In the towns of Qamishli, Kobane, Serakaniye and Tal Abyad, people of all ages gathered –some in front of the UN offices in Qamishli and hundreds near the border with Turkey in other towns.
“Why would Turkey invade the safest area in Syria? Where is the international community and the United Nations? Why the world is silent?” a protester in Serekaniye asked Kurdistan 24.
“Turkey will attack the region and let thousands of Islamic State terrorists get out from prisons,” said another protester in Tal Abyad.
Protesters in Qamishli called on the UN to prevent the Turkish invasion, claiming it would lead to massacres in the region.
“We will either leave or be killed when Turkish troops and their Syrian militants come to our region.
They are extremists and consider Kurds as pagans,” argued a 52-old Kurdish woman at a sit-in in Qamishli.
In surveys conducted by Kurdistan 24 reporters in northeastern Syria, the overwhelming majority of people were concerned by the Turkish military operation on the region.
Many said they would leave their homes and move to the south, in areas under the Syrian regime’s control.
Others stated they would move to the Kurdistan Region of Iraq as some are wanted by the regime, either for political reasons or to avoid the regime’s obligatory military service.
These limited options for civilians could lead to large waves of displacement and evacuation from the north.
Turkey’s President, Recep Tayyip Erdogan, stated two weeks ago that he intends to establish a “safe zone” in northern Syria to resettle two million or more Syrian refugees.
For some, however, Erdogan’s real objective is to eliminate the self-administration Syrian Kurds established during the fight against the Islamic State.
Experts on the Kurdish question say the aim is to change the demography and dilute the Kurdish representation by creating a large influx of Sunni Arabs, as most Syrian refugees in Turkey are from Idlib and Aleppo – the most conservative areas of Syria.
Protesters also warned that Islamic State prisoners would be freed if Turkey were to invade the region and hand them over to their allied militants, known as Euphrates Shield, who have been receiving training in Turkey for about five years.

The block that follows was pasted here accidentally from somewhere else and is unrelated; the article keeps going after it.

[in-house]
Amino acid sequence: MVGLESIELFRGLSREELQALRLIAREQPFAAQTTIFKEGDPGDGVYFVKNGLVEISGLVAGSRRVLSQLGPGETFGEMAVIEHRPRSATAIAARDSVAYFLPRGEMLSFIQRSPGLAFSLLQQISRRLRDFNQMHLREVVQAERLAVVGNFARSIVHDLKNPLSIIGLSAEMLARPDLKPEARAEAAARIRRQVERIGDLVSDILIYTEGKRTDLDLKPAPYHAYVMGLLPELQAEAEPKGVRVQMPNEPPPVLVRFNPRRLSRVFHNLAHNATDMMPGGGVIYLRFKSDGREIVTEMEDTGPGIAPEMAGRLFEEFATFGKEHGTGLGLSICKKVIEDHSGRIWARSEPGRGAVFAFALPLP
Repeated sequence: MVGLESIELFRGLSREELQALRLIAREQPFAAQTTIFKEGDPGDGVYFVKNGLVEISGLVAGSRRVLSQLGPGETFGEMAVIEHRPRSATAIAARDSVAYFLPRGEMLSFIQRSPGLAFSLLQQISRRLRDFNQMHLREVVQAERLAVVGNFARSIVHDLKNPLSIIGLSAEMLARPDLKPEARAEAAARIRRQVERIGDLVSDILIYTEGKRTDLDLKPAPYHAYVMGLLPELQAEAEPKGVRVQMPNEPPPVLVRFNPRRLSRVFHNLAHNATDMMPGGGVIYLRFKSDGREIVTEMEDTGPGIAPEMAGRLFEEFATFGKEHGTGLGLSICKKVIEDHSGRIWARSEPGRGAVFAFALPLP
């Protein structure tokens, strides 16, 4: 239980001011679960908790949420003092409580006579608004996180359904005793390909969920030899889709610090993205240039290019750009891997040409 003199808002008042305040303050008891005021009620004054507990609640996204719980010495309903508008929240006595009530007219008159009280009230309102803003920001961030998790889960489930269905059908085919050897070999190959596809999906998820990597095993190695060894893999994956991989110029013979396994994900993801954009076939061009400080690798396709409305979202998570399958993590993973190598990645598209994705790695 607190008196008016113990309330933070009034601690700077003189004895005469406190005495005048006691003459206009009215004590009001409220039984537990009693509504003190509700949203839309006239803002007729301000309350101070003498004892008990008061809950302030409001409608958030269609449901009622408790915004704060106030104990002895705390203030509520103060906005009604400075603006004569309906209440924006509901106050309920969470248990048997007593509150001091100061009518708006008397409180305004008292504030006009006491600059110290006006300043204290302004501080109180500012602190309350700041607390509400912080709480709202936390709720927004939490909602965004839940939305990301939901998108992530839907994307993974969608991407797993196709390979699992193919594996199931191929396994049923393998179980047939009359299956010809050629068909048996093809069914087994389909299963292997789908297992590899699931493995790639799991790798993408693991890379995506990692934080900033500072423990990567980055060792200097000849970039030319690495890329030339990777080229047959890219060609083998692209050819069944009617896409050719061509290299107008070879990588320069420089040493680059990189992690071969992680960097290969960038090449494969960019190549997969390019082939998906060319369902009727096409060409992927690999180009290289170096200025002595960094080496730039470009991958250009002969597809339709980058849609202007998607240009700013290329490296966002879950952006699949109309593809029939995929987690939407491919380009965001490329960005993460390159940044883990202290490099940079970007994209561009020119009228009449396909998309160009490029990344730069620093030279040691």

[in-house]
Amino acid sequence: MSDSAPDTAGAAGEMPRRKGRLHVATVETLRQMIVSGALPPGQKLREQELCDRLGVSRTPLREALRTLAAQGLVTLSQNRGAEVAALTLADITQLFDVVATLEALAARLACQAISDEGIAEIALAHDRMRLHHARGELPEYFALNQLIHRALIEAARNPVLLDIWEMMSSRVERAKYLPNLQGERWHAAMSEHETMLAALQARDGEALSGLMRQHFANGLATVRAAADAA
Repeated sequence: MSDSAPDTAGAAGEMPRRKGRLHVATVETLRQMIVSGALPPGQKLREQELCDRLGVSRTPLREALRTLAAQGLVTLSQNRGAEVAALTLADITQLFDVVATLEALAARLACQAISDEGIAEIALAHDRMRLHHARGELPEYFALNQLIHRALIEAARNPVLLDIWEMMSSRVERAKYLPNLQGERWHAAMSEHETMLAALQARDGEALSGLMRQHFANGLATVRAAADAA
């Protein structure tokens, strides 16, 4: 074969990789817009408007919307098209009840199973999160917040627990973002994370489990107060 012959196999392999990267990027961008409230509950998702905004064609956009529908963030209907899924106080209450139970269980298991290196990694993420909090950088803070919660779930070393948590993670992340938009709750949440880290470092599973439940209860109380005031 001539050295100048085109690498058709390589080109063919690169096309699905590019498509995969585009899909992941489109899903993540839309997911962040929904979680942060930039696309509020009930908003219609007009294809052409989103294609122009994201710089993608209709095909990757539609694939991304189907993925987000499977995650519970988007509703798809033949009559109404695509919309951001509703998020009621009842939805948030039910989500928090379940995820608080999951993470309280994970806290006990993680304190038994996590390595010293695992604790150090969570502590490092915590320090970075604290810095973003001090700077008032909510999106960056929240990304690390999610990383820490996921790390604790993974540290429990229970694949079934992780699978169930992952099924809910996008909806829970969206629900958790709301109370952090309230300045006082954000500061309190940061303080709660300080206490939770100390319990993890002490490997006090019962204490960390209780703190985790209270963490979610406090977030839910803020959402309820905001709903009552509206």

On Sunday, the White House issued a summary of a telephone call that US President Donald Trump held with President Erdogan earlier that day.
The statement explained that Turkey was about to attack northern Syria and US forces would be withdrawing from the immediate area of the Turkish military operation.
The Kurdish-led Syrian Democratic Council (SDC), the political wing of the Syrian Democratic Forces (SDF), swiftly condemned the decision by the Trump administration to allow Turkish forces to invade northern Syria.
“To abandon us now would be tragic, to disregard our partnership would also send a clear signal to all would-be partner forces of the United States that a US alliance may not be trustworthy,” the SDC statement read.
“We will be facing a grave humanitarian disaster if the Senate does not make a resolution to stop this.
Don’t allow a repeat of the Turkish invasion of Afrin.”
The Turkish military and its local Syrian rebel allies have been occupying the predominantly-Kurdish city of Afrin since early 2018, resulting in the displacement of some 170,000 residents.
“Their military and militias have committed grave atrocities and human rights abuses there.
We do not want a repeat of the invasion and occupation of Afrin,” said the SDC.
Editing by Nadia Riva